The Newsletter of the SERPENT project

December 2009 Issue 19

Mission News | Gulf SERPENT | Outreach & Conferences

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SERPENT missions

Total and the Usan Field, Nigeria
Shell at South Uist
West of Shetland with HEX

Outreach & Conferences

Gulf SERPENT newsletter available
Andy Gates presents at the Biodiversidade Bacia de Santos (Biodiversity of the Santos Basin) Conference in Rio, SA
Dan Jones talks at Louisiana State University in the USA

Mission News

SERPENT visits the Usan Field, Nigeria and the Faroe-Shetland Channel

Total at Usan Field, Nigeria

At present there is very little information on the seafloor communities of the Gulf of Guinea region and Nigeria is particularly poorly explored. SERPENT was lucky enough to be able to carry out another visit to this region through Total E&P Nigeria and the Total Foundation for Biodiversity and the Sea, this time to the deep-water Usan field 100 miles south of Port Harcourt.

This multidisciplinary SERPENT expedition made assessments of the biodiversity of Usan focussing on the large animals (megafauna) of the seabed and the plankton. We used the ROV to carry out a very detailed, quantitative assessment of the effects of slope on the larger animals visible in the ROV video footage. We were also able to investigate the seabed sediments and physical conditions of the water column. We made trap collections of scavengers at Usan including a new species of amphipod. The video we obtained also showed the presence of several other likely new species of large seabed anemones.

We worked in conjunction with two Nigerian research institutes on the project and were joined for the expedition by Prof. Alex Ugwumba from the University of Ibadan and Dr Adesina Adegbie from the Nigerian Institute for Oceanography and Marine Research, Lagos. This work has provided valuable data and samples for analysis in Nigerian laboratories.


total logo - go to web site

The image shows a compact community living on a deep-sea glacial moraine
The image shows a compact community living on a deep-sea glacial moraine

A Lithodid Crab

sea urchin Phormosoma
A Sea Urchin (Phormosoma sp.)

Shell at South Uist

2 - 7 August 2009
We recently visited the South Uist development currently being drilled by Shell on the semi-submersible drilling rig Leif Eiriksson. The video survey was undertaken by Oceaneering ROVs. This site had a varied fauna representative of the Faroe-Shetland Channel at over 1000 m depth. The seafloor was covered in large rocks, some up to boulder size, that were deposited by melting icebergs during the last ice age (10,000 - 30,000 years ago). There are also some areas of softer sediment, this combination leads to a wide variety of seafloor life, and particularly of interest were the many cnidarians and some large sea spiders.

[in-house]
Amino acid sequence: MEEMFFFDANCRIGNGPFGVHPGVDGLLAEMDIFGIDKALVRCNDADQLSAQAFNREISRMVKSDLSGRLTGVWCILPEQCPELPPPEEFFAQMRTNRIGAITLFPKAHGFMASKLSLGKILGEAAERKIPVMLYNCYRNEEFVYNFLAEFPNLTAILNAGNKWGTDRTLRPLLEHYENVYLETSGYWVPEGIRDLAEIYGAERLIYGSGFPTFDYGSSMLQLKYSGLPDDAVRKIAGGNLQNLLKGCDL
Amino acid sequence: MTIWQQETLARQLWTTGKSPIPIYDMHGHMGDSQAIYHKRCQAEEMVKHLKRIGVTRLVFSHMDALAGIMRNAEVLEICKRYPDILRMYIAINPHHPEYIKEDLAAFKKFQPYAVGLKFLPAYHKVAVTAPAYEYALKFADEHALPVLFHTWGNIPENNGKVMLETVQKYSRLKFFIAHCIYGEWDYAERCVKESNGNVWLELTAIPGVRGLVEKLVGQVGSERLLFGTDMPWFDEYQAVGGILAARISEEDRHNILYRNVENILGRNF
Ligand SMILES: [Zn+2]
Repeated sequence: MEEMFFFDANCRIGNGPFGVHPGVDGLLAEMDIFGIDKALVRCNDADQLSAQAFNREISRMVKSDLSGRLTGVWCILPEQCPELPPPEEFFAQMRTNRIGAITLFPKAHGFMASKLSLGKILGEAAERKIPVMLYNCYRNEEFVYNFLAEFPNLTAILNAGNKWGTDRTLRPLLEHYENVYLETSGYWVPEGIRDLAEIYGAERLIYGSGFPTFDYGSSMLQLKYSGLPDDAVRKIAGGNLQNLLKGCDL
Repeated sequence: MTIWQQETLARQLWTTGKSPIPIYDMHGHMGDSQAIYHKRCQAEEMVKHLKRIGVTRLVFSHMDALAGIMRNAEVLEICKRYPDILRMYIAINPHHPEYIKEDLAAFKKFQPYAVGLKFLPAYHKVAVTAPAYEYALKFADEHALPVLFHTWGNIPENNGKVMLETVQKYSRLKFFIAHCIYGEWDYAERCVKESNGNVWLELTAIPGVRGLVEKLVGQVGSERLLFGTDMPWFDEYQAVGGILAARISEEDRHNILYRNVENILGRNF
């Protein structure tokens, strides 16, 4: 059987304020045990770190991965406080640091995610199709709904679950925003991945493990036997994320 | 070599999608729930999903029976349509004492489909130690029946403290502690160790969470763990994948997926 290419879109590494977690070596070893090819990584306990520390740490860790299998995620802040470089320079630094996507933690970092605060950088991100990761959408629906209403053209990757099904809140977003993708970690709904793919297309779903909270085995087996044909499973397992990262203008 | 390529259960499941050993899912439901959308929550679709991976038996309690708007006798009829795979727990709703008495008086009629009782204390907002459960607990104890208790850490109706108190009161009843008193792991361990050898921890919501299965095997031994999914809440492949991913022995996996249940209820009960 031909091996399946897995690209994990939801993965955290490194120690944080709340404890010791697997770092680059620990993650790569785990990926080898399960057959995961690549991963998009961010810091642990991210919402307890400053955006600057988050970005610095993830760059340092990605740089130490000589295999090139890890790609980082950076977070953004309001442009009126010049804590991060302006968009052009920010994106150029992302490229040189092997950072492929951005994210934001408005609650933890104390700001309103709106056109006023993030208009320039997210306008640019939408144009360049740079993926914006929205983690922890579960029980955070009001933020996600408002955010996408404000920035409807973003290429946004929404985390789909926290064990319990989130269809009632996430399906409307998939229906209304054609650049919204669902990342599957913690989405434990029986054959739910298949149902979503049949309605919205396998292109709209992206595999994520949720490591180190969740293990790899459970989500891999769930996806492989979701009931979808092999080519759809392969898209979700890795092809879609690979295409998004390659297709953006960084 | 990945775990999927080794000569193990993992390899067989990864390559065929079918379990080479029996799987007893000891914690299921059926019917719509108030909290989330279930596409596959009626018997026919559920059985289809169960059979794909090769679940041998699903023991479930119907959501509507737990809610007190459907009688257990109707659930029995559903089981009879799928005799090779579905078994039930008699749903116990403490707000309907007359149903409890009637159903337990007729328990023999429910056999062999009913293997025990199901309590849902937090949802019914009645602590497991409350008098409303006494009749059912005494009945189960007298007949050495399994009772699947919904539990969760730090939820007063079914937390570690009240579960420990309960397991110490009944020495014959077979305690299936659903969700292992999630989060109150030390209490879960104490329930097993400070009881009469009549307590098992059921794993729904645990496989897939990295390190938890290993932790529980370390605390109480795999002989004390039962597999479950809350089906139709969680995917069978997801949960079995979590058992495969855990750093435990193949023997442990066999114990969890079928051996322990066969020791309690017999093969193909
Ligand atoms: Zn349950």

Shell logo - go to web site

Oceaneering logo - go to web site

Sea Spider Collosendeis sp.
The giant Sea Spider Colossendeis probscidea is pictured at a depth of 1156m.

Hurricane Exploration’s Lancaster well

21 – 28 August 2009
SERPENT next visited the Byford Dolphin drilling rig at Hurricane Exploration’s Lancaster well in 160m water depth west of Shetland. During the visit we carried out video transects and stills photography to identify the organisms living on the seabed and determine the extent of disturbance from drilling. Successful deployments of our new seabed current meter and ROV mounted CTD were also accomplished. Interesting observations included the crustaceans and fish attracted to our baited trap and a small shoal of boarfish (Capros aper) seen feeding on fauna encrusting a marker buoy.

Organisms attracted to the baited trap on the seabed at Lancaster included European ling (Molva molva) and cod (Gadus morhua).


hurricane exploration logo - go to web site
Boarfish (Capros aper)
Boarfish (Capros aper), an unusual observation west of Shetland. A small shoal was seen feeding around a marker buoy used to estimate sedimentation disturbance after drilling an exploration well. The shoal remained in the same location for the duration of the visit.

Gulf SERPENT’s latest newsletter

Mark Benfield has been busy as usual but still found the time to get the latest version of the Gulf SERPENT newsletter out. Read all about the fascinating missions he’s been working on recently.

Gulf SERPENT logo

Read the Gulf SERPENT Newsletter


Gulf SERPENT images
Mark Benfield has been busy this summer!



Outreach and Conference News

It’s been a busy summer and we’ve been lucky enough to show off SERPENT and our partnerships in a wide range of exciting and prestigious venues.


Thomas Hardye School Science festival.
Read more…
Royal Society Summer Science Exhibition.
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British Science Festival.
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Manchester Science Festival.
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Conferences & Talks

Dr Andrew Gates at the Biodiversidade Bacia de Santos (Biodiversity of the Santos Basin) Conference in Rio, SA.
Read more…
Dr Dan Jones attended the Fifth Total Port-Cros Symposium, France.
Read more…
Dr Dan Jones in SERPENT talk at Louisiana State University, USA.
Read more…